Sean O'Grady: A bailout is on the way, if the markets are to be believed

Share
Related Topics

When it comes to bewildering financial crises it is usually best to start with the crisp wisdom of Nouriel Roubini, the man who called the credit crunch right. Mr Roubini said this week, bluntly, that Ireland is "on a path to near or complete insolvency". In response, Irish ministers bleat that "we're fully funded until mid-2011". Big deal. If you'd lent someone money to buy a house and they'd said that they were OK for cash until next summer, but after that things might get a bit hairy, how reassured would you be?

So that is why the big powers in the European Union are determined to bail Ireland out sooner rather than later. The experts flying to Dublin are going to be there for longer than one of the famous weekend breaks that can be so enjoyably spent in the friendly bars of the capital, but they will be expected to get on with things and avoid the Guinness. Christine Lagarde, the French Finance Minister, gave them "a matter of days". The fact that the euro and Irish government bonds are stabilising suggests that the markets also expect this to be sorted out rapidly, and that Ireland will get its bailout whether it wants it or not.

George Osborne is right to chip in the £8bn or so that is the UK's share of the bailout (or "bank restructuring plan", as we may have to term it). We cannot risk another meltdown of consumer and business confidence on the scale of the ones that followed the Greek crisis in May.

If households and businesses across Europe slash their spending and investment plans again, then what recovery we have seen will be in jeopardy. For it bears repeating that the European Union is our largest trading partner by far, a vital source of investment and with a financial system intimately linked to ours.

The British banks have big exposures to Ireland. So do others across Europe. If they suffer more bad debts and losses the effects will be felt right across the continent, just as they were with Greece. And if the contagion spreads to Portugal and, even worse, Spain then the euro itself could be destroyed.

Ireland may be salvageable, but at a surprisingly colossal cost of €80bn to €100bn, a big chunk of the €750bn rescue fund, and a big bill for such a little nation.

React Now

Latest stories from i100
Have you tried new the Independent Digital Edition apps?
iJobs Job Widget
iJobs General

Volunteer your expertise as Trustee for The Society of Experimental Biology

Unpaid Voluntary Position : Reach Volunteering: Promising volunteer Trustee op...

Email Designer

£30000 - £35000 Per Annum: Clearwater People Solutions Ltd: Our client is curr...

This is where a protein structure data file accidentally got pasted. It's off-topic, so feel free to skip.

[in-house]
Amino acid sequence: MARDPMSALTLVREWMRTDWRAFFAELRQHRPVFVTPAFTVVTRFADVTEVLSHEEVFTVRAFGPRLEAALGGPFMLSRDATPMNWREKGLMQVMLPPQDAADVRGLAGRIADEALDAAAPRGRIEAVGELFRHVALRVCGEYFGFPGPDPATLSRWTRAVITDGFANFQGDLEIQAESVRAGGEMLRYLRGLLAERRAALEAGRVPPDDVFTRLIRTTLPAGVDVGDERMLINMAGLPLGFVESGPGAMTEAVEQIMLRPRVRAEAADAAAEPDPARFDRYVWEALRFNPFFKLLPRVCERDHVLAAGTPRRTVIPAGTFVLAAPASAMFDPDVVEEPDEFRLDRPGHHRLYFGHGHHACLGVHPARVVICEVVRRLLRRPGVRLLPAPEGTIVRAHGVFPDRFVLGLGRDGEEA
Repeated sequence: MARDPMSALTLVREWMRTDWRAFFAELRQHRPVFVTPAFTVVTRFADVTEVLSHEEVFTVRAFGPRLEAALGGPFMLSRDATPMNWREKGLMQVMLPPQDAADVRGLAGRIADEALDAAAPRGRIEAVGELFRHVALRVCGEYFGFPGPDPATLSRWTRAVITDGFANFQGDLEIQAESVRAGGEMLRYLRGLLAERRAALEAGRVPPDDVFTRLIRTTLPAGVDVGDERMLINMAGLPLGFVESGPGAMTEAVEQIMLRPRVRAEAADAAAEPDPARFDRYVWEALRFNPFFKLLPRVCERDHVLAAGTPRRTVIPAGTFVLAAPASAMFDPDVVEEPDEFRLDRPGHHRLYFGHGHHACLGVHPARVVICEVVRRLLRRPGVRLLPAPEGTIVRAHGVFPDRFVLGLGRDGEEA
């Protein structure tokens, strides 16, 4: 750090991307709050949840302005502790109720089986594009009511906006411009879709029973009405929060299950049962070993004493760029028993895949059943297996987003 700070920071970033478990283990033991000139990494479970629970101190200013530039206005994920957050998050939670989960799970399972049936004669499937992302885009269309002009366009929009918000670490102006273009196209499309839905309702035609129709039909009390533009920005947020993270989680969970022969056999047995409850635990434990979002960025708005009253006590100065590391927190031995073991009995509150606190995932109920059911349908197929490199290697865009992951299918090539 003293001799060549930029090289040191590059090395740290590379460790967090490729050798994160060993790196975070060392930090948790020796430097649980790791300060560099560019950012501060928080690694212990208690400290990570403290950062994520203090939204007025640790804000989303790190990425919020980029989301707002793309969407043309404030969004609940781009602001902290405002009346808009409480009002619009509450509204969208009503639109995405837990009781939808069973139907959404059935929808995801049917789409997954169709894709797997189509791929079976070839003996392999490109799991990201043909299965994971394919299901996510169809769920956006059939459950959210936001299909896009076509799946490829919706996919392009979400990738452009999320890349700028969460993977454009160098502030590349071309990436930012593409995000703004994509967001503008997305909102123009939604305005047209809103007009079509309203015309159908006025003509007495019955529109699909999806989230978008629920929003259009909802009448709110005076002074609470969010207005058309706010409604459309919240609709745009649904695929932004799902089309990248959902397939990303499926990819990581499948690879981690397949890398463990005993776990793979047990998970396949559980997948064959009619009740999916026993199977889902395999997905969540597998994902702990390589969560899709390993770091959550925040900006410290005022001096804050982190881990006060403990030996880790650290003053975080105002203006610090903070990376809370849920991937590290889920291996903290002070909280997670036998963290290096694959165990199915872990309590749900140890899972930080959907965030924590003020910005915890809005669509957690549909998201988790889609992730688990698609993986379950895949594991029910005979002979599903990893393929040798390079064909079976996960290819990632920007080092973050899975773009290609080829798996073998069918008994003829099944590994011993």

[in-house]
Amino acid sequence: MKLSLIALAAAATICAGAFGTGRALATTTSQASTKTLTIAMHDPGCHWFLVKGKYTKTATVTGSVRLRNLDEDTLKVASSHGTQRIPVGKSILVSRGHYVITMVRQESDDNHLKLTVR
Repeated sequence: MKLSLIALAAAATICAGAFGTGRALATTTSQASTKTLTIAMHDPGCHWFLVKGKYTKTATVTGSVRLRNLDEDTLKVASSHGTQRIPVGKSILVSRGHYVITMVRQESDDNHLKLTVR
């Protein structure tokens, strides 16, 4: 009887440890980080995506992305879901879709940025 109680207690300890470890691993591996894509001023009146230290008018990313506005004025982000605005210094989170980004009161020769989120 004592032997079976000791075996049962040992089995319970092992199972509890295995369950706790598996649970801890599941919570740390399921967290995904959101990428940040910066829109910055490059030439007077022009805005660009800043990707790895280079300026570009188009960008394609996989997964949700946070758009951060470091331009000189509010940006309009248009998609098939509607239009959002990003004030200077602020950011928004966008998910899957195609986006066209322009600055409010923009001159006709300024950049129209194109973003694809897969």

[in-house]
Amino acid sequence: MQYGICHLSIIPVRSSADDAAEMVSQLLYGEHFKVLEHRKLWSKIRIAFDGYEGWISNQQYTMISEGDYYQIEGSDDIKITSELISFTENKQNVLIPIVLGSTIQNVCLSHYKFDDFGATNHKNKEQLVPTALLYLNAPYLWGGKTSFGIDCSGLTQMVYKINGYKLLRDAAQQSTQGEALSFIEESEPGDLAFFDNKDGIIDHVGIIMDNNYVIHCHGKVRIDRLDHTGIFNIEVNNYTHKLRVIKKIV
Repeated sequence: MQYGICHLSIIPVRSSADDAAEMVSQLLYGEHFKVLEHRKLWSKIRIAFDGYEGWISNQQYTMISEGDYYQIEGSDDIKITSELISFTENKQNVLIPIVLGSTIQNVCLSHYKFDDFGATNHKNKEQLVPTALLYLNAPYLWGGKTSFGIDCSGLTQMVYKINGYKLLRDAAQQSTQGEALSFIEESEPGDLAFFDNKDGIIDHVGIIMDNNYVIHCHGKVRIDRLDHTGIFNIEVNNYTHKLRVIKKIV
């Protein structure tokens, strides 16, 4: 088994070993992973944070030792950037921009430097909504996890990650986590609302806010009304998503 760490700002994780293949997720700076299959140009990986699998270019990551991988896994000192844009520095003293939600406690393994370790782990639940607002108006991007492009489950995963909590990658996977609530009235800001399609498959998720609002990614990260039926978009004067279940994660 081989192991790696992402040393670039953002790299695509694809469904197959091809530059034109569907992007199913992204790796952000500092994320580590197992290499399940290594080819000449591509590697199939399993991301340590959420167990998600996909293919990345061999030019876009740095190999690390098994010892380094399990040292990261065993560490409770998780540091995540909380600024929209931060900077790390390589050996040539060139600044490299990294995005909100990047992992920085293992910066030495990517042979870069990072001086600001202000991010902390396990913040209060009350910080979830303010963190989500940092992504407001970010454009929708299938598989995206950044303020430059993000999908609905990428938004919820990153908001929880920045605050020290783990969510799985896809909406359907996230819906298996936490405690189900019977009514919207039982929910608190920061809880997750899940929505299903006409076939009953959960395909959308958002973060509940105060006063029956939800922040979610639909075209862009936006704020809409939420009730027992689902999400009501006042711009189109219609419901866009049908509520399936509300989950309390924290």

Psychology Teacher

£110 - £130 per hour: Randstad Education Reading: Psychology Teacher needed fo...

Food Technology Teacher

£85 - £120 per day: Randstad Education Cheshire: Randstad Education are curren...

Day In a Page

Read Next
London's New Year's Eve fireworks event is going to be ticketed this year for the first time at £10 a head  

London’s far too exclusive already, so don’t start charging people for the New Year’s Eve fireworks

Mary Dejevsky
So far Ebola has caused 2,600 fatalities and infected more than 5,300 people  

To stop Ebola killing thousands more, we need doctors who are willing to put their lives on the line

Peter Popham
Mystery of the Ground Zero wedding photo

A shot in the dark

Mystery of the wedding photo from Ground Zero
His life, the universe and everything

His life, the universe and everything

New biography sheds light on comic genius of Douglas Adams
Save us from small screen superheroes

Save us from small screen superheroes

Shows like Agents of S.H.I.E.L.D are little more than marketing tools
Reach for the skies

Reach for the skies

From pools to football pitches, rooftop living is looking up
These are the 12 best hotel spas in the UK

12 best hotel spas in the UK

Some hotels go all out on facilities; others stand out for the sheer quality of treatments
These Iranian-controlled Shia militias used to specialise in killing American soldiers. Now they are fighting Isis, backed up by US airstrikes

Widespread fear of Isis is producing strange bedfellows

Iranian-controlled Shia militias that used to kill American soldiers are now fighting Isis, helped by US airstrikes
Topshop goes part Athena poster, part last spring Prada

Topshop goes part Athena poster, part last spring Prada

Shoppers don't come to Topshop for the unique
How to make a Lego masterpiece

How to make a Lego masterpiece

Toy breaks out of the nursery and heads for the gallery
Meet the ‘Endies’ – city dwellers who are too poor to have fun

Meet the ‘Endies’ – city dwellers who are too poor to have fun

Urbanites are cursed with an acronym pointing to Employed but No Disposable Income or Savings
Paisley’s decision to make peace with IRA enemies might remind the Arabs of Sadat

Ian Paisley’s decision to make peace with his IRA enemies

His Save Ulster from Sodomy campaign would surely have been supported by many a Sunni imam
'She was a singer, a superstar, an addict, but to me, her mother, she is simply Amy'

'She was a singer, a superstar, an addict, but to me, her mother, she is simply Amy'

Exclusive extract from Janis Winehouse's poignant new memoir
Is this the role to win Cumberbatch an Oscar?

Is this the role to win Cumberbatch an Oscar?

The Imitation Game, film review
England and Roy Hodgson take a joint step towards redemption in Basel

England and Hodgson take a joint step towards redemption

Welbeck double puts England on the road to Euro 2016
Relatives fight over Vivian Maier’s rare photos

Relatives fight over Vivian Maier’s rare photos

Pictures removed from public view as courts decide ownership
‘Fashion has to be fun. It’s a big business, not a cure for cancer’

‘Fashion has to be fun. It’s a big business, not a cure for cancer’

Donatella Versace at New York Fashion Week